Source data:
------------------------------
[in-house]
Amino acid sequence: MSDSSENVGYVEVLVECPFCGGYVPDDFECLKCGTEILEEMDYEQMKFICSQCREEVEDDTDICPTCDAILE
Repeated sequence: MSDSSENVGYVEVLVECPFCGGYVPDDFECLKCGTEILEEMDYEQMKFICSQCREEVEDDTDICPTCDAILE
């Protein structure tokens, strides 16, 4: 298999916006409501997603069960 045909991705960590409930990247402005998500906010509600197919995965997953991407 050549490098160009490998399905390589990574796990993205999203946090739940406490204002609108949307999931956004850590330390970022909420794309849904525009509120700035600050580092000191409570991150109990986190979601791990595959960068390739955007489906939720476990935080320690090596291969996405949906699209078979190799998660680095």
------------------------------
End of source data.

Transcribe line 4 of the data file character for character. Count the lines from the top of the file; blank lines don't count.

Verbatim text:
């Protein structure tokens, strides 16, 4: 298999916006409501997603069960 045909991705960590409930990247402005998500906010509600197919995965997953991407 050549490098160009490998399905390589990574796990993205999203946090739940406490204002609108949307999931956004850590330390970022909420794309849904525009509120700035600050580092000191409570991150109990986190979601791990595959960068390739955007489906939720476990935080320690090596291969996405949906699209078979190799998660680095």